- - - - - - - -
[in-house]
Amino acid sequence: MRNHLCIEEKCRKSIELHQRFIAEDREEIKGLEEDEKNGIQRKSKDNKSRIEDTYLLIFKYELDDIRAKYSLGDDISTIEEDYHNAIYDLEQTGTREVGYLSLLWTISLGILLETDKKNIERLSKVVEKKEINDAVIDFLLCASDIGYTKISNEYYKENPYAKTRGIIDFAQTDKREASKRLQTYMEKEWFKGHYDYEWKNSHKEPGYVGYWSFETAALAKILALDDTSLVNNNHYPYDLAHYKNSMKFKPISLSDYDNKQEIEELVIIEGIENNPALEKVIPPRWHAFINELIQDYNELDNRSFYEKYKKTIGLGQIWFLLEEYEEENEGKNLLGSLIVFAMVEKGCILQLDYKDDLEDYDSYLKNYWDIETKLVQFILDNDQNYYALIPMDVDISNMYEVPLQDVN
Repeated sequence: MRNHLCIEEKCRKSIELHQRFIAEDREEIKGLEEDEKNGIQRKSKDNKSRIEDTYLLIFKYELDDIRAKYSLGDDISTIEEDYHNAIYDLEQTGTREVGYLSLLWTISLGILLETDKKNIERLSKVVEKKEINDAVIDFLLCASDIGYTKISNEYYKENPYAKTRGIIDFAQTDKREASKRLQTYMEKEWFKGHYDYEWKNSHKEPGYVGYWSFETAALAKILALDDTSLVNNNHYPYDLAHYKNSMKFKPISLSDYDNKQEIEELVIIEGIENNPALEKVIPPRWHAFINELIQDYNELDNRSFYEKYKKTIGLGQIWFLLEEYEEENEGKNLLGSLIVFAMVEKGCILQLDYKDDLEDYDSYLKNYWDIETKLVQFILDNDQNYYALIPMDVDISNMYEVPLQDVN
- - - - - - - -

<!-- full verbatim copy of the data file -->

[in-house]
Amino acid sequence: MRNHLCIEEKCRKSIELHQRFIAEDREEIKGLEEDEKNGIQRKSKDNKSRIEDTYLLIFKYELDDIRAKYSLGDDISTIEEDYHNAIYDLEQTGTREVGYLSLLWTISLGILLETDKKNIERLSKVVEKKEINDAVIDFLLCASDIGYTKISNEYYKENPYAKTRGIIDFAQTDKREASKRLQTYMEKEWFKGHYDYEWKNSHKEPGYVGYWSFETAALAKILALDDTSLVNNNHYPYDLAHYKNSMKFKPISLSDYDNKQEIEELVIIEGIENNPALEKVIPPRWHAFINELIQDYNELDNRSFYEKYKKTIGLGQIWFLLEEYEEENEGKNLLGSLIVFAMVEKGCILQLDYKDDLEDYDSYLKNYWDIETKLVQFILDNDQNYYALIPMDVDISNMYEVPLQDVN
Repeated sequence: MRNHLCIEEKCRKSIELHQRFIAEDREEIKGLEEDEKNGIQRKSKDNKSRIEDTYLLIFKYELDDIRAKYSLGDDISTIEEDYHNAIYDLEQTGTREVGYLSLLWTISLGILLETDKKNIERLSKVVEKKEINDAVIDFLLCASDIGYTKISNEYYKENPYAKTRGIIDFAQTDKREASKRLQTYMEKEWFKGHYDYEWKNSHKEPGYVGYWSFETAALAKILALDDTSLVNNNHYPYDLAHYKNSMKFKPISLSDYDNKQEIEELVIIEGIENNPALEKVIPPRWHAFINELIQDYNELDNRSFYEKYKKTIGLGQIWFLLEEYEEENEGKNLLGSLIVFAMVEKGCILQLDYKDDLEDYDSYLKNYWDIETKLVQFILDNDQNYYALIPMDVDISNMYEVPLQDVN